Flying with a disability
Earlier this year we attended a Tryb4ufly event held with the support of Edinburgh Airport. The whole day was extremely interesting and informative. From discussing various topics and demonstrating available mobility equipment to event attendees sharing knowledge and top tips from their own experiences of flying with reduced mobility. Tryb4uFly is an organisation that provides disabled people and carers with the opportunity to experience seating and transfer options in a realistic fuselage setting.
The morning kicked off with talks from various speakers. The topics covered booking, insurance, safe carriage of your wheelchair, being fit to fly & medicines, hiring equipment abroad, check in & security, boarding the aircraft, managing challenging behaviours, aircraft seating, airport facilities, hidden disabilities & using the toilet. As well as these speakers, representatives from airlines and organisations were on hand throughout the day to answer any questions.
Traveling abroad can be an amazing, exciting, exotic experience. Visiting new places, trying different cuisines, meeting new people and most importantly for us living in Britain – sunshine and warmer weather! However, planning a holiday can be complicated and stressful, even more so if you require assistance or support. The aim of this blog is to highlight important topics and link to organisations and sources of support available to those who want to fly with reduced mobility.
Firstly, you may have to check that you have medical clearance to fly, if you have any questions about your ability to fly, check out the Civil Aviation Authority FAQ’s on or contact your GP or Consultant for advice.
What assistance is available to me?
If you have a disability of any kind or your mobility is reduced, there are a range of services that can help you. Special Assistance is offered by both airports and airlines. You can arrange this when you make your booking or at least 48 hours before travel. The information will then be given to the relevant airports and airlines. Additionally, you might want to contact the airport and airline to confirm the special assistance before you arrive on the day. If you don’t give advance notice you could experience delays and may not receive the service that you need.
On arrival, you should head straight to the assistance point. These points can usually be identified with a disability related logo. Assistance points can be found at various locations throughout the airport. All major airports in Scotland have an access guide or access information on their website, so you can know what to expect. It can be a good idea to read this before you travel.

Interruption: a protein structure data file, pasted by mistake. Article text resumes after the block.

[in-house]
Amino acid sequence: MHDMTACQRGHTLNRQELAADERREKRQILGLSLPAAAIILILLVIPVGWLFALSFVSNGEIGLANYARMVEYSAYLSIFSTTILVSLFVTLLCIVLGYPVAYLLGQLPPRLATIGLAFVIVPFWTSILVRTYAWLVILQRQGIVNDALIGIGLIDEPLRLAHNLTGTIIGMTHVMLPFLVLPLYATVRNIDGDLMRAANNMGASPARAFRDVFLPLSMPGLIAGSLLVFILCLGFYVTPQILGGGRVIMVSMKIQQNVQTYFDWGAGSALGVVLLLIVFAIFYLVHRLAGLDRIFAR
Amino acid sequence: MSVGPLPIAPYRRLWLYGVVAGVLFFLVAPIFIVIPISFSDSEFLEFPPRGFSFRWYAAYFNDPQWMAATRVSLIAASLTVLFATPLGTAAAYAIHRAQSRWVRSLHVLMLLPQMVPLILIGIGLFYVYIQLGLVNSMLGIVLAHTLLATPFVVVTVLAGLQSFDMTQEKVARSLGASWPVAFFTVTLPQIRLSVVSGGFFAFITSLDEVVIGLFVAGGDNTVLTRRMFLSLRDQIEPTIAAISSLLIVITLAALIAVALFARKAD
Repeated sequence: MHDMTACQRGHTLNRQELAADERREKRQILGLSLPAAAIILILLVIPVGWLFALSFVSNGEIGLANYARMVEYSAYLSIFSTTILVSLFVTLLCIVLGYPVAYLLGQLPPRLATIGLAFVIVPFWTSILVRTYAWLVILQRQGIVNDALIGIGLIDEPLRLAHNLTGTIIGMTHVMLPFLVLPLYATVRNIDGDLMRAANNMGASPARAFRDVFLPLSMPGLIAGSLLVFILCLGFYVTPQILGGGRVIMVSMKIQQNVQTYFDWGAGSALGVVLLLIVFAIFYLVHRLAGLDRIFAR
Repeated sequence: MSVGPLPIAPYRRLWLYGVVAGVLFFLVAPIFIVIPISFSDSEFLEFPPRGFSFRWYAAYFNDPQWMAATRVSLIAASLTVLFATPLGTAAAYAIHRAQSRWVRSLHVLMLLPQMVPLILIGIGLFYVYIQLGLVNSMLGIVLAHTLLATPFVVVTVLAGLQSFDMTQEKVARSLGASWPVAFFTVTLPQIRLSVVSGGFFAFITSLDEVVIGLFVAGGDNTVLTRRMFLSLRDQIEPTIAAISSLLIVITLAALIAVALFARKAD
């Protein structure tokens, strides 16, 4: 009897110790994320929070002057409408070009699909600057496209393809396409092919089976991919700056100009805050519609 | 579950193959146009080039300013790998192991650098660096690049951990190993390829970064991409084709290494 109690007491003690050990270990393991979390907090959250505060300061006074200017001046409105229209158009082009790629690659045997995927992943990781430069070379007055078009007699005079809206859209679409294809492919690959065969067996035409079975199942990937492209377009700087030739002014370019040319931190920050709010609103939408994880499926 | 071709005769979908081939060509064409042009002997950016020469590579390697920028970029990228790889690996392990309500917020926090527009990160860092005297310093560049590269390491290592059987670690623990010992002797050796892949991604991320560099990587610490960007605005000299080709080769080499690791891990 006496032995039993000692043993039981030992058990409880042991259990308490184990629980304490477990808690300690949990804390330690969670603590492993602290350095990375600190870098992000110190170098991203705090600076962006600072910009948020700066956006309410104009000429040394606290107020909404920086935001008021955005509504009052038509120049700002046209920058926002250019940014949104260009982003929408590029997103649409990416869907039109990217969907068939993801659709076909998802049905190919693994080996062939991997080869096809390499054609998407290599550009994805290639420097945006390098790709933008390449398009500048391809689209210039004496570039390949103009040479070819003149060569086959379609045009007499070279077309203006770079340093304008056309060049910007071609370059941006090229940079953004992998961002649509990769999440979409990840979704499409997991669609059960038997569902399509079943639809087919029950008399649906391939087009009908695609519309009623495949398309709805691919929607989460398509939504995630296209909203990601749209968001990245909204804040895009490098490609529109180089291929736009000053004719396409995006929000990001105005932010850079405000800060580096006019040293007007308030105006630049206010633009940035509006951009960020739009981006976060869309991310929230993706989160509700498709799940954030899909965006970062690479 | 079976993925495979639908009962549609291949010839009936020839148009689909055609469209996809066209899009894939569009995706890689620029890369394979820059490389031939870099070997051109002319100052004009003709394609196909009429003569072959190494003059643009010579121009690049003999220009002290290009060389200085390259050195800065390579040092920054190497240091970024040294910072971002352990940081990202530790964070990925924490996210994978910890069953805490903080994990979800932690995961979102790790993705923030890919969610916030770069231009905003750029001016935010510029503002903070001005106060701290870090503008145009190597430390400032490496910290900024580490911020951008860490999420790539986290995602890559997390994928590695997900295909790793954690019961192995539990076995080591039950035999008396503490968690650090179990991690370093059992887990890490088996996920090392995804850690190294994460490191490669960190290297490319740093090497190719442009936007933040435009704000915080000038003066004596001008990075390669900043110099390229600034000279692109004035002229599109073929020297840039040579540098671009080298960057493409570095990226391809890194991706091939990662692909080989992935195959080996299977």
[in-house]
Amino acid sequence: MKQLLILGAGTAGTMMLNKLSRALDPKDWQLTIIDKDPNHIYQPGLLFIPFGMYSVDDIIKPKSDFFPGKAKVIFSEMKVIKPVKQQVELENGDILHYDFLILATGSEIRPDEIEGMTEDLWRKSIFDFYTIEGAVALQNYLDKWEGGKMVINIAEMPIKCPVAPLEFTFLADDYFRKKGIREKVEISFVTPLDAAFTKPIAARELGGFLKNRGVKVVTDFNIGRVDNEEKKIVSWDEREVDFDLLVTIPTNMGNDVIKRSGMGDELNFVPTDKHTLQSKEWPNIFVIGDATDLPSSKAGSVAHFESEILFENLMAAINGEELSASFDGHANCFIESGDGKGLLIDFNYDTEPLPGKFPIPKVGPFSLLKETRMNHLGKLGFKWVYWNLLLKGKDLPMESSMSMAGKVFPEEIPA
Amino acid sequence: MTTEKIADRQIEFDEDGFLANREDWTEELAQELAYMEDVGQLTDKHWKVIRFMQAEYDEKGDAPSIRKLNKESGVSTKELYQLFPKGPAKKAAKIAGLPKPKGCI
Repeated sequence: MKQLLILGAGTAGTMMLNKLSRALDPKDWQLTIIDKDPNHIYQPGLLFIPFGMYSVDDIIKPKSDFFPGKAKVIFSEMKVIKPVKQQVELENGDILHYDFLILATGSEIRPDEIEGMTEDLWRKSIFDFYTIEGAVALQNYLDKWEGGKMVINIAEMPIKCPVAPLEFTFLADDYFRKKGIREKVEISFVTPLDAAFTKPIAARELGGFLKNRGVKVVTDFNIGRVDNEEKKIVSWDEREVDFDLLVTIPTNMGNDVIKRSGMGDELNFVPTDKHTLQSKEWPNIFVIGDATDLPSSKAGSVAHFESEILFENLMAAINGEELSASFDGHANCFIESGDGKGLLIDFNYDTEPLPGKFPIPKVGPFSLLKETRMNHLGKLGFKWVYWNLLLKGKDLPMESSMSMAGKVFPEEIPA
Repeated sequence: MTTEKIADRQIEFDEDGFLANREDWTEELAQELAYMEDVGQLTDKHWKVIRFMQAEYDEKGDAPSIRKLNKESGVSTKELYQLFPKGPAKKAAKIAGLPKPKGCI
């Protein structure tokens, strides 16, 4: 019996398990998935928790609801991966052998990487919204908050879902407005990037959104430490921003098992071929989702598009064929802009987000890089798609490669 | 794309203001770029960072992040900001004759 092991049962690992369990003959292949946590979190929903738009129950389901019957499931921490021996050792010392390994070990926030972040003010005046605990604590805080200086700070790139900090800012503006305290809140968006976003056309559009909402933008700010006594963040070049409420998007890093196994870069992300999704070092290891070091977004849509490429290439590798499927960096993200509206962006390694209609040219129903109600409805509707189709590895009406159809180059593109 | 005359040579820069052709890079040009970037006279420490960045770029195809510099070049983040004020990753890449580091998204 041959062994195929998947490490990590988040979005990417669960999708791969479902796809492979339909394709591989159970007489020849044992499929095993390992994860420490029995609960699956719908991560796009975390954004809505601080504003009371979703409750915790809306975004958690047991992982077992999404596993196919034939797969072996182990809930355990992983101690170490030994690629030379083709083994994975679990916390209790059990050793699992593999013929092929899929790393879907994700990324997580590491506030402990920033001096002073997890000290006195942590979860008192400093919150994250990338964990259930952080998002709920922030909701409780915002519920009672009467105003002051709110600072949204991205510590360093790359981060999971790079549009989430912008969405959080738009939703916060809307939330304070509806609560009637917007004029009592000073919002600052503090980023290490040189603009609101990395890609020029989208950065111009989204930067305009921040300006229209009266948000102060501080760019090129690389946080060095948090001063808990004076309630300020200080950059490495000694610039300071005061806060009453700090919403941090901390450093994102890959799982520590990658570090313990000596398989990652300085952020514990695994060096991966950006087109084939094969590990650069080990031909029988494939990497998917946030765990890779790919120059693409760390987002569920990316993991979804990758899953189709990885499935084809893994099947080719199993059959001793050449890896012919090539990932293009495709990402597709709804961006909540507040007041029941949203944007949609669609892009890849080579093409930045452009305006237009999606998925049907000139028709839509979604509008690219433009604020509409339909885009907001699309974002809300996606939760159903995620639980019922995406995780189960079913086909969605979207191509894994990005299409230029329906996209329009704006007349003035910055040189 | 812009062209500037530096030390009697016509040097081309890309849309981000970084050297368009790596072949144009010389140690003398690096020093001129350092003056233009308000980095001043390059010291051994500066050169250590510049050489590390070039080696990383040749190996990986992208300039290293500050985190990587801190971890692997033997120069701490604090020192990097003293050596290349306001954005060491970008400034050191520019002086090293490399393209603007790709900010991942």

Edinburgh Airport access information
Glasgow Airport access information
Prestwick Airport access information
Aberdeen Airport access information
Highlands and Islands Airport access information
The Accessible Travel Hub provides a comprehensive list of airlines and airports within the UK and abroad, linking to their individual Special Assistance website sections.
Special assistance staff can support you throughout your journey. They can help you check in, and use bag drop, get through security, travel through the departure gate, get on to the aircraft, transfer to your seat and help you stow away any hand luggage. During the Tryb4ufly event, different transfer options were demonstrated in a replica aircraft cabin. It gave individuals a chance to see what options are available and how a smooth transfer should go within such a small space!
Travelling with equipment and assistance animals.
If you have your own wheelchair or electric mobility aid you should be able to use this until you reach the departure gate or aeroplane. Once you arrive at your destination, your wheelchair or mobility aid should be returned to you at the arrival gate.
You can travel with up to 2 items of mobility equipment free of charge if you’re disabled. This won’t count as part of your baggage allowance. Prior to booking your journey, you should check with to see if they have any restrictions in place to ensure you will be able to fly with your equipment.
A top tip mentioned on the day was to take the operating manual with you, which contains useful instructions on how to dismantle the equipment.
The British Healthcare Trades Association provide an extensive list of mobility products complete with information on their suitability for flying and brief instructions on how to inhibit circuits.
If you are on prescription medication, take a list of this with you. You may require a doctor’s note if the liquid, gel or cream medication is above 100 ml. Another top tip from the floor was to include your medication in your hand luggage and not to check it in at the bag drop.
It can be possible to travel with your assistance dog. For further information see the Civil Aviation Authority website
The Scottish Autism resource, ‘going on holiday’ is an informative guide to planning and taking a holiday when you or someone you care for lives with Autism.
Bladder and Bowel UK were on hand at the event to talk about various options available for incontinence whilst flying.
Additionally, The Bladder and Bowel Foundation guide Travelling with Confidence provides information, advice and top tips.
The British Lung Foundation provide information on traveling with a lung condition.
Seat Guru is a website that provides seat maps of the aeroplane and features seat reviews. It also provides information on in-flight amenities and airline specific information.
Travelling abroad and flying with reduced mobility can seem complicated, but there are options available for you, with many organisation who offer advice, support and assistance on the topics we have covered above and more.